Reprinted with permission from Alternet.
Turkey’s authoritarian leader, Recep Tayyip Erdogan, has dominated his country’s politics since 2003. He has transformed the state from a relatively democratic parliamentary system to a centralized presidential one, purged 130,000 people from the government, harshly cracked down on journalists, violently stifled dissent and waged a brutal war on his own people—all while enjoying staunch support from the U.S. government and its allies.
President Erdogan met President Donald Trump on May 17. Immediately after the head-to-head, Erdogan was shuttled to the Turkish ambassador’s residence to meet with a group of prominent former U.S. foreign policy officials. The meeting was arranged by the Atlantic Council, one of Washington’s most influential think tanks and one of its most heavily funded, thanks in part to large donations from Turkish Petroleum and the Turkey Army College.
On his way into the meeting, Erdogan watched as his burly bodyguards and pumped-up supporters attacked dozens of protesters in broad daylight. Many of the demonstrators were from ethnic and religious minorities in Turkey like the Kurds and Yazidis. At least 11 people were injured and nine were hospitalized.
The symbolism of the attack was striking, perfectly encapsulating the impunity Erdogan’s Turkey enjoys as a member of NATO.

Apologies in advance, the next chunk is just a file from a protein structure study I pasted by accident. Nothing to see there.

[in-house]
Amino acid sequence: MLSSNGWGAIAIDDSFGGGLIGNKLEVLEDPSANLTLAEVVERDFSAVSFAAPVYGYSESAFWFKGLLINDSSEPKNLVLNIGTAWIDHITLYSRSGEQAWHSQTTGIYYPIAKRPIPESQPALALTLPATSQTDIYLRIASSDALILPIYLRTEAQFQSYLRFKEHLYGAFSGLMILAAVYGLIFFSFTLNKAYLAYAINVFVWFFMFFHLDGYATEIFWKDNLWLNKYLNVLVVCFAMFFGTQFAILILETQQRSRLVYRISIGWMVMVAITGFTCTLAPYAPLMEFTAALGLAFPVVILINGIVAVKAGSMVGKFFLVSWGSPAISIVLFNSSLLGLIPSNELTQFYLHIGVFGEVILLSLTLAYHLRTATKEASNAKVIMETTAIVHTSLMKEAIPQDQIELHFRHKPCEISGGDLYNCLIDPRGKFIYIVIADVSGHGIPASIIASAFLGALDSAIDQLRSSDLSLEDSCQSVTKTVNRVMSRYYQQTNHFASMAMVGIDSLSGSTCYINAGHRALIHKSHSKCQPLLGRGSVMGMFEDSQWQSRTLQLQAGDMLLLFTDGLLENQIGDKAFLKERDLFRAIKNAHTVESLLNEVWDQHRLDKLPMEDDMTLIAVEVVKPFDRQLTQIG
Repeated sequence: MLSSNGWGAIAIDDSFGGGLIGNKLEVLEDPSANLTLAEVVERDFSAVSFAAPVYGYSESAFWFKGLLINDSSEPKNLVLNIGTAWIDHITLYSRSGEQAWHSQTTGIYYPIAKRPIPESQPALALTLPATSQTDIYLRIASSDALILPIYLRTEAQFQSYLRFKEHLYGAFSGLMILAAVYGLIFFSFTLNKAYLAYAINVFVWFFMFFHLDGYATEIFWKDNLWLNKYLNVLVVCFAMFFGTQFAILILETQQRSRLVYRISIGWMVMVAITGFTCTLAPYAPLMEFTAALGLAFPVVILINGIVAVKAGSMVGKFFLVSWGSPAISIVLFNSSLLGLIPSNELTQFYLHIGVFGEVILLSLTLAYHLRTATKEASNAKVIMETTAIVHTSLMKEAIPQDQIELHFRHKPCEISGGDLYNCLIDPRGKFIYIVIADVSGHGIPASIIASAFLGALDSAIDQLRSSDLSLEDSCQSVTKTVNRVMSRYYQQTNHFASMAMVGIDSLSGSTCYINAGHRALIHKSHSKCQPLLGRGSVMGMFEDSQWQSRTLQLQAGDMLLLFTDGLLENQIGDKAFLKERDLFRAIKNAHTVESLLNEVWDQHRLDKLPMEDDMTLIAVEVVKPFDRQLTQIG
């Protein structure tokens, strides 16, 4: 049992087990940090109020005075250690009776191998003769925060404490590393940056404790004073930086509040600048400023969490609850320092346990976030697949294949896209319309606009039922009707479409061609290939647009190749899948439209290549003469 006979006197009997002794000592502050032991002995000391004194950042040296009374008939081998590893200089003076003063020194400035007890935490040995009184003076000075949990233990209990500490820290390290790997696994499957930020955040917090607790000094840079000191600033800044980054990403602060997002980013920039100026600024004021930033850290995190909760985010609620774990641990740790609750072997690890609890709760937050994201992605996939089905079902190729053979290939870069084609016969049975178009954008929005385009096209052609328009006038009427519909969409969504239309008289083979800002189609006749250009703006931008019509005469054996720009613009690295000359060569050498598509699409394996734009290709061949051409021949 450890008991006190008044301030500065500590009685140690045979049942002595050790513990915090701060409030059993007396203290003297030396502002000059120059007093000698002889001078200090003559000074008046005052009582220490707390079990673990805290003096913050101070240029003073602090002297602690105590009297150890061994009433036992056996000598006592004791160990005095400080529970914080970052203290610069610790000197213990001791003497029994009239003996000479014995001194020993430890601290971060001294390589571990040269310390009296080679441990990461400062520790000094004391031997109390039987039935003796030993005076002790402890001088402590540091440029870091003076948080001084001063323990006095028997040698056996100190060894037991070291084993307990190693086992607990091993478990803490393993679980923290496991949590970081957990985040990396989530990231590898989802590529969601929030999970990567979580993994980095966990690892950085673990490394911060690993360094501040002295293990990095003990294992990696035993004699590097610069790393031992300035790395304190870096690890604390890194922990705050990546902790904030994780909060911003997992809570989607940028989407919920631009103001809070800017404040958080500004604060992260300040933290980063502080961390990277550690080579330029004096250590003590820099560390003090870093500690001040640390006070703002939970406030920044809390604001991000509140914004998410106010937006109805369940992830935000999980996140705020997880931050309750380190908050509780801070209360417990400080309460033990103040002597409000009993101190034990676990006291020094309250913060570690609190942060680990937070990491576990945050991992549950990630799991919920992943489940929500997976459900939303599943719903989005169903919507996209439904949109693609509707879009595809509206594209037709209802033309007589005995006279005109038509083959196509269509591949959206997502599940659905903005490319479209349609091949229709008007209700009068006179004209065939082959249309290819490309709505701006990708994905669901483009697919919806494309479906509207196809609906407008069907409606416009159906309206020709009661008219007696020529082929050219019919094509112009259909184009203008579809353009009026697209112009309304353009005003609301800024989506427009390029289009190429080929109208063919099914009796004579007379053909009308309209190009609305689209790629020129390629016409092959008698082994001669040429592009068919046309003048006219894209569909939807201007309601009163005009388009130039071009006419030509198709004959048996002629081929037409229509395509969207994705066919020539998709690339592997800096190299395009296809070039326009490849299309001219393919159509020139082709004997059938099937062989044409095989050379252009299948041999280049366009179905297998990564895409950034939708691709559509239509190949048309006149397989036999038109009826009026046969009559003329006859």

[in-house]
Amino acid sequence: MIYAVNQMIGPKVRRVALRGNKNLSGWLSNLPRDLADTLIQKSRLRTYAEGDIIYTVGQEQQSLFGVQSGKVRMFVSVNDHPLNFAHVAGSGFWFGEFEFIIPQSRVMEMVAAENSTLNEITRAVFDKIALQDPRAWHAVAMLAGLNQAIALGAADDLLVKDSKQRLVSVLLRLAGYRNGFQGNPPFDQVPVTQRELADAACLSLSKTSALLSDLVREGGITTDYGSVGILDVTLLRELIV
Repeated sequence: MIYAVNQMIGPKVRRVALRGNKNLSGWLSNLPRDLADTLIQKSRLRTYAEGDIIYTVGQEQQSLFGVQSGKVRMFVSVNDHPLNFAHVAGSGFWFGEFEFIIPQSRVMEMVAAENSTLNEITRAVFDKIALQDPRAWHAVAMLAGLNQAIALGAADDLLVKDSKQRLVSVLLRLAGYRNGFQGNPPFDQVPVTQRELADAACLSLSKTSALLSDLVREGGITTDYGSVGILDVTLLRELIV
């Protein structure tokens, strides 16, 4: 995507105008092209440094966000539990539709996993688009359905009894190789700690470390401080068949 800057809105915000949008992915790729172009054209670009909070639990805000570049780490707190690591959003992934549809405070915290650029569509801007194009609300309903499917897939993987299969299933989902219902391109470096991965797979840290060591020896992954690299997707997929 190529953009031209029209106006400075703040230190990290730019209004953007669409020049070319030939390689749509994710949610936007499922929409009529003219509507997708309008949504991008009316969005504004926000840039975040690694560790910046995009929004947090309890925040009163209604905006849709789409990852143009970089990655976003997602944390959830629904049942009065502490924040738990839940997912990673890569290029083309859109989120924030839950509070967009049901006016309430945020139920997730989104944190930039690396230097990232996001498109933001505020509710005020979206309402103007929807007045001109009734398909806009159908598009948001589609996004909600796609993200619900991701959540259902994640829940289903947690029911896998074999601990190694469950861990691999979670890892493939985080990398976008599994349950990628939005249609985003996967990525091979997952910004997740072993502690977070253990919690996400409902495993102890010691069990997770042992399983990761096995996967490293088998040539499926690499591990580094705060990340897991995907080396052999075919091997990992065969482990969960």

This was not the first time Erdogan’s security detail has roughed up critics in the U.S. In March 2016, Erdogan spoke at another influential Washington think tank, the Brookings Institution, which also enjoys generous funding from Western governments and their allies. Outside the event, his bodyguards roughed up journalists and menaced protesters.
Shilling for Erdogan
Located just blocks from the White House, the influential Atlantic Council is a key component of the whitewashing of Erdogan and his government’s repressive policies. At the same time, the think tank has focused heavily on exposing human rights abuses and pushing for regime change in countries like Syria that have resisted alignment with the West.
On the eve of Erdogan’s visit, Al Monitor published an exposé on the “Atlantic Council’s alleged cozying up to the Erdogan regime.”
Among those invited to the closed session the Atlantic Council co-hosted for Erdogan were ex-CIA director David Petraeus and former Secretaries of Defense William Cohen and Chuck Hagel, the latter of whom previously served as the chairman of the think tank. Madeleine Albright, the former Secretary of State who co-chairs the Atlantic Council’s Middle East Strategy Task Force, was also in the room.
In April, the Atlantic Council held its annual energy summit in Istanbul. Al Monitor’s Amberin Zaman cited four sources who alleged “that the Atlantic Council had bowed to Turkish pressure and excluded speakers, including a member of its own staff.” (Atlantic Council president and CEO Fred Kempe denied the allegations.) The summit, titled “Strengthening Transatlantic Engagement with a Turbulent Region,” featured officials from the Turkish government and state-linked institutions, along with Erdogan himself.
U.S. Secretary of Energy Rick Perry also spoke at the Istanbul summit.
Attendees recalled that “there was no discussion throughout the summit about Turkey’s unchecked descent into one-man rule,” according to Al Monitor.
At his widely read Angry Arab blog, the academic and Middle East commentator As’ad AbuKhalil joked, “By the way, did Atlantic Council pundits participate in beating up protesters the other day?”
Government Funding for an ‘NGO’